Doctor’s visit was $75, medicine was $100. I’m paying everything up front and then gearing up for going through the insurance rigamarole, although I can’t handle that right now. I’ll need to be a bit stronger before I can face insurance companies.

  5. You’re always welcome to Melbourne, whenever you get better — and if your travel plans allow. But honestly, if you miss out, it’s fine — you’ve seen some of the better places in Australia already. Melbourne’s more about living here than visiting. So don’t worry that you’ve missed out too much.

  6. Oh darling! That just sucks! I had shingles when I was 24, and during a very stressful period in my life. Fortunately, my case was fairly minor but still so painful! I’m glad to hear you’re seeing an opthamalogist. I’m curious though how he said the pain wpuld worsen. I felt immediately better once I got the rx. Also, I was under the impression that once you got shingles you couldn’t get it again. I hope it clears up soon!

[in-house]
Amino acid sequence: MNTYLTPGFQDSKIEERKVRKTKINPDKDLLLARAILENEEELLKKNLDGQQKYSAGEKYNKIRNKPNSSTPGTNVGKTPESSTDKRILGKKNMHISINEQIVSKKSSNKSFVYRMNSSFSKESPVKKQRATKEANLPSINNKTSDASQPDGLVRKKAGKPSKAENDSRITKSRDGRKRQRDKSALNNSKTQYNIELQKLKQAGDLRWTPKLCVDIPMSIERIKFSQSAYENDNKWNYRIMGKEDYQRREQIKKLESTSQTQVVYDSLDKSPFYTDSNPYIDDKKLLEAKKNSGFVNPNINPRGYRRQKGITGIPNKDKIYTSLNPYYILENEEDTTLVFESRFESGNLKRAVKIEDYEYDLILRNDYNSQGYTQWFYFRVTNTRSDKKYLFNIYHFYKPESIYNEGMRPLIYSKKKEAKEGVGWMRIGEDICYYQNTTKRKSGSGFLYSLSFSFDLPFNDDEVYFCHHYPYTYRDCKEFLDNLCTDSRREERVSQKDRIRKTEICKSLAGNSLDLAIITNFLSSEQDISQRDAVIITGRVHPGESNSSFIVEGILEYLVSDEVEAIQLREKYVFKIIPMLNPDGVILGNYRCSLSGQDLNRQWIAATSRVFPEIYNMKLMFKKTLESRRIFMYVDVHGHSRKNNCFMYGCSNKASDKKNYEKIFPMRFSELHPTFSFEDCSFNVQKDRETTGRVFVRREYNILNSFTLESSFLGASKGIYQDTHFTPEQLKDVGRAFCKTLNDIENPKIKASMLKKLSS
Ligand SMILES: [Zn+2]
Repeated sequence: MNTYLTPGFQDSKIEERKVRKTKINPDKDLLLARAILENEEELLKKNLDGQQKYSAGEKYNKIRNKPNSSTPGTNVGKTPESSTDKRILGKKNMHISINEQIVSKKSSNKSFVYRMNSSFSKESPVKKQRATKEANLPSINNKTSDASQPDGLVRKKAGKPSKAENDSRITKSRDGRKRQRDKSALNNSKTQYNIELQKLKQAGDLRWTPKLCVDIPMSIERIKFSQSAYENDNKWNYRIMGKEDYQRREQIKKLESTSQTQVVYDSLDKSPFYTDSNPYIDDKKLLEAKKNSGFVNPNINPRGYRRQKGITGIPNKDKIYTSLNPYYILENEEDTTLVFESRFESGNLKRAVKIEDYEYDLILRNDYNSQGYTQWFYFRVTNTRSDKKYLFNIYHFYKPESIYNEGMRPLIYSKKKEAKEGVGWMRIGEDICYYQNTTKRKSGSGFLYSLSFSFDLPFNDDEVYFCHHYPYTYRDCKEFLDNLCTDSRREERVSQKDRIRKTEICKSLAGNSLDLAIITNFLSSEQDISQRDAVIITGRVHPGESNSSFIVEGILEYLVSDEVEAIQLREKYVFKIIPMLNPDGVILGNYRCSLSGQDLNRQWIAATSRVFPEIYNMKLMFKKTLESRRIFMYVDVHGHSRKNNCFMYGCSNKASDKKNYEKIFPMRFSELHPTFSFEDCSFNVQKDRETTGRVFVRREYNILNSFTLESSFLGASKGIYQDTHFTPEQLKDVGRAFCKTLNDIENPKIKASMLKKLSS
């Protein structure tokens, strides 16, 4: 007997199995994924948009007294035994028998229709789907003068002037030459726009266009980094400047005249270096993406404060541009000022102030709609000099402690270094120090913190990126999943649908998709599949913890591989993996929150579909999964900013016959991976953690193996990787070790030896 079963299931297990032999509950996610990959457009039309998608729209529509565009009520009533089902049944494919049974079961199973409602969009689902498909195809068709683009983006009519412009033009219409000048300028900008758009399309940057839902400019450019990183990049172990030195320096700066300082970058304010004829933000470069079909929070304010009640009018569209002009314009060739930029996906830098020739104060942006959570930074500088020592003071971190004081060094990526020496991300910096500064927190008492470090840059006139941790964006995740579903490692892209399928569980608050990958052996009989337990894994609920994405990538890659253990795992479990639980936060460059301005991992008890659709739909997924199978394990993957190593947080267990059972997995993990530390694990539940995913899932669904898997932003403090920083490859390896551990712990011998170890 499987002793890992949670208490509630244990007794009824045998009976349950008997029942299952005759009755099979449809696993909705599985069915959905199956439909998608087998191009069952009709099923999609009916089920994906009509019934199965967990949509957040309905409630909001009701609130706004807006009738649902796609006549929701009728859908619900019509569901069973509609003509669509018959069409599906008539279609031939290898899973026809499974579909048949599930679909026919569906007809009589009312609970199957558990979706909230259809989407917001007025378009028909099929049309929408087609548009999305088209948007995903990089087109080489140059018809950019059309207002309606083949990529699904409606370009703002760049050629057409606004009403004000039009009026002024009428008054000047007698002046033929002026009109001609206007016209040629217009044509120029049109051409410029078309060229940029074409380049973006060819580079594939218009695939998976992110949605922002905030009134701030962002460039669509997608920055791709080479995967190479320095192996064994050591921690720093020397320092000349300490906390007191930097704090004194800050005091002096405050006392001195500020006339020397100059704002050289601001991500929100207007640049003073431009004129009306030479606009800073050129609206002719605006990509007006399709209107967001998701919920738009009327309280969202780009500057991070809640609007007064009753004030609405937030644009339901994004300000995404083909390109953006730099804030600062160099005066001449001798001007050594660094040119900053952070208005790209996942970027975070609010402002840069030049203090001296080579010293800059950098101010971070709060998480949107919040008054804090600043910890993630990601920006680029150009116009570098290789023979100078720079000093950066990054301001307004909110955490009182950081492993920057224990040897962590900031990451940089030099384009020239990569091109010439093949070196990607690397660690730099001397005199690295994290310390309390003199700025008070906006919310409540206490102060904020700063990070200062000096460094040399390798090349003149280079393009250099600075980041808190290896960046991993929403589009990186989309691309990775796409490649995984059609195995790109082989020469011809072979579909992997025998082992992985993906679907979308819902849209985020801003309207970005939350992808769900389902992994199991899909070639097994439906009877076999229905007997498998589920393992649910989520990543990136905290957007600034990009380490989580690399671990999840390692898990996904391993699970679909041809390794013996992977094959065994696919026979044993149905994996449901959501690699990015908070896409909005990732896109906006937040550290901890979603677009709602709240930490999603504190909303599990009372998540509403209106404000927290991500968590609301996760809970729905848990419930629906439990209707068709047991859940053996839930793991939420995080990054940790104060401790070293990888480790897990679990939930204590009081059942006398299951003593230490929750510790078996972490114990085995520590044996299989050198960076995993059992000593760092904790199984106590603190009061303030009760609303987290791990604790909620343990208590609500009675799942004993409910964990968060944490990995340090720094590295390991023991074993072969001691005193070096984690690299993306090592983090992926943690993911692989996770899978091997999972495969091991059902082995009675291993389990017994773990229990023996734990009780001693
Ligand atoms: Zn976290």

• My doctor says you can get it again, although I was wrong in thinking that having it once makes you more susceptible. Just having had chicken pox as a child makes it possible for you to have shingles multiple times in your adult life. Ick!

      I do feel better with the drugs. I think he mostly meant the itchiness of the sores (which is intense) and the sensitivity to light (which is almost unbearable).